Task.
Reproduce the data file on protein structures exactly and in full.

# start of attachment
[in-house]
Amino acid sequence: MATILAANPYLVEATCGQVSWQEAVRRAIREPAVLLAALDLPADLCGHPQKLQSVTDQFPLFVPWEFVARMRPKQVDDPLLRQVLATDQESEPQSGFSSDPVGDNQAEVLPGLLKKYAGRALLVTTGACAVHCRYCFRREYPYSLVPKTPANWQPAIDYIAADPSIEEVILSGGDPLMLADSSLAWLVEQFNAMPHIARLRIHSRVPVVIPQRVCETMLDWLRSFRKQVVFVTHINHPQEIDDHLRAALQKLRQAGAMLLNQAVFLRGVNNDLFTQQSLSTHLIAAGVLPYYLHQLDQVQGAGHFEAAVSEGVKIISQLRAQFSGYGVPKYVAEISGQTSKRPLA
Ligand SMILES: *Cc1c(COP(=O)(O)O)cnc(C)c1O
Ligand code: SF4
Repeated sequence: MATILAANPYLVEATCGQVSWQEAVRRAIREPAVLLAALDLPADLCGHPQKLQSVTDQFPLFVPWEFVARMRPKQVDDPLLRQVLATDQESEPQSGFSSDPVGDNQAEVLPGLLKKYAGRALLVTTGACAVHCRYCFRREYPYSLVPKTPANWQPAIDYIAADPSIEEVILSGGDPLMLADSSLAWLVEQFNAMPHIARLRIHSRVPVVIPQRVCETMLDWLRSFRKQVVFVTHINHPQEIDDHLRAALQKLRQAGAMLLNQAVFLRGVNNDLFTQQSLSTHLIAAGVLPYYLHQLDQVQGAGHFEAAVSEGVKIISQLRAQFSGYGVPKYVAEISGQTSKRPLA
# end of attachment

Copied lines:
[in-house]
Amino acid sequence: MATILAANPYLVEATCGQVSWQEAVRRAIREPAVLLAALDLPADLCGHPQKLQSVTDQFPLFVPWEFVARMRPKQVDDPLLRQVLATDQESEPQSGFSSDPVGDNQAEVLPGLLKKYAGRALLVTTGACAVHCRYCFRREYPYSLVPKTPANWQPAIDYIAADPSIEEVILSGGDPLMLADSSLAWLVEQFNAMPHIARLRIHSRVPVVIPQRVCETMLDWLRSFRKQVVFVTHINHPQEIDDHLRAALQKLRQAGAMLLNQAVFLRGVNNDLFTQQSLSTHLIAAGVLPYYLHQLDQVQGAGHFEAAVSEGVKIISQLRAQFSGYGVPKYVAEISGQTSKRPLA
Ligand SMILES: *Cc1c(COP(=O)(O)O)cnc(C)c1O
Ligand code: SF4
Repeated sequence: MATILAANPYLVEATCGQVSWQEAVRRAIREPAVLLAALDLPADLCGHPQKLQSVTDQFPLFVPWEFVARMRPKQVDDPLLRQVLATDQESEPQSGFSSDPVGDNQAEVLPGLLKKYAGRALLVTTGACAVHCRYCFRREYPYSLVPKTPANWQPAIDYIAADPSIEEVILSGGDPLMLADSSLAWLVEQFNAMPHIARLRIHSRVPVVIPQRVCETMLDWLRSFRKQVVFVTHINHPQEIDDHLRAALQKLRQAGAMLLNQAVFLRGVNNDLFTQQSLSTHLIAAGVLPYYLHQLDQVQGAGHFEAAVSEGVKIISQLRAQFSGYGVPKYVAEISGQTSKRPLA